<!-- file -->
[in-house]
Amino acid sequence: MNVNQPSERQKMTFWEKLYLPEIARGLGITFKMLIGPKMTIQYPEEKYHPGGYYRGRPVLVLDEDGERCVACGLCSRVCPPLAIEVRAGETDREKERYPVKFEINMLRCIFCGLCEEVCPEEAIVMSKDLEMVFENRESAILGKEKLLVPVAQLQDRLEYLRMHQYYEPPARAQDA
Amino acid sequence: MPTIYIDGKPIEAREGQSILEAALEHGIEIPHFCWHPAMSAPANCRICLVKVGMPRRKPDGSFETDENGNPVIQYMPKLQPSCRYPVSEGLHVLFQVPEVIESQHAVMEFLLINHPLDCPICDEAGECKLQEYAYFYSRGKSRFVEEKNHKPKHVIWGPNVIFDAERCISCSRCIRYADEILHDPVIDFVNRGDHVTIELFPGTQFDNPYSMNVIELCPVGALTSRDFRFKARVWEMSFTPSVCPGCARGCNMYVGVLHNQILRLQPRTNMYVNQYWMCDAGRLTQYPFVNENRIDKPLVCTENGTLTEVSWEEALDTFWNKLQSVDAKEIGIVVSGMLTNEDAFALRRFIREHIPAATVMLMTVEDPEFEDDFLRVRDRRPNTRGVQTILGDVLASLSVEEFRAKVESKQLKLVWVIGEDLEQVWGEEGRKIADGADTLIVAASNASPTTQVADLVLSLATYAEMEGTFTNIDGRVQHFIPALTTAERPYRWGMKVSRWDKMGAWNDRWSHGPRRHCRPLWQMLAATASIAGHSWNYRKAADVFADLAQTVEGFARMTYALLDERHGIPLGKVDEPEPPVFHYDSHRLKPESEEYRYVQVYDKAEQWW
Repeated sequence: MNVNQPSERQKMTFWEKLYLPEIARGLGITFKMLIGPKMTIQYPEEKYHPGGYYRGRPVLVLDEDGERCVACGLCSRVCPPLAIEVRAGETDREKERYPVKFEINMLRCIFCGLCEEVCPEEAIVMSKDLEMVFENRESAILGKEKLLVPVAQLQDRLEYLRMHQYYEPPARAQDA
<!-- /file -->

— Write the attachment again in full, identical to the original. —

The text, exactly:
[in-house]
Amino acid sequence: MNVNQPSERQKMTFWEKLYLPEIARGLGITFKMLIGPKMTIQYPEEKYHPGGYYRGRPVLVLDEDGERCVACGLCSRVCPPLAIEVRAGETDREKERYPVKFEINMLRCIFCGLCEEVCPEEAIVMSKDLEMVFENRESAILGKEKLLVPVAQLQDRLEYLRMHQYYEPPARAQDA
Amino acid sequence: MPTIYIDGKPIEAREGQSILEAALEHGIEIPHFCWHPAMSAPANCRICLVKVGMPRRKPDGSFETDENGNPVIQYMPKLQPSCRYPVSEGLHVLFQVPEVIESQHAVMEFLLINHPLDCPICDEAGECKLQEYAYFYSRGKSRFVEEKNHKPKHVIWGPNVIFDAERCISCSRCIRYADEILHDPVIDFVNRGDHVTIELFPGTQFDNPYSMNVIELCPVGALTSRDFRFKARVWEMSFTPSVCPGCARGCNMYVGVLHNQILRLQPRTNMYVNQYWMCDAGRLTQYPFVNENRIDKPLVCTENGTLTEVSWEEALDTFWNKLQSVDAKEIGIVVSGMLTNEDAFALRRFIREHIPAATVMLMTVEDPEFEDDFLRVRDRRPNTRGVQTILGDVLASLSVEEFRAKVESKQLKLVWVIGEDLEQVWGEEGRKIADGADTLIVAASNASPTTQVADLVLSLATYAEMEGTFTNIDGRVQHFIPALTTAERPYRWGMKVSRWDKMGAWNDRWSHGPRRHCRPLWQMLAATASIAGHSWNYRKAADVFADLAQTVEGFARMTYALLDERHGIPLGKVDEPEPPVFHYDSHRLKPESEEYRYVQVYDKAEQWW
Repeated sequence: MNVNQPSERQKMTFWEKLYLPEIARGLGITFKMLIGPKMTIQYPEEKYHPGGYYRGRPVLVLDEDGERCVACGLCSRVCPPLAIEVRAGETDREKERYPVKFEINMLRCIFCGLCEEVCPEEAIVMSKDLEMVFENRESAILGKEKLLVPVAQLQDRLEYLRMHQYYEPPARAQDA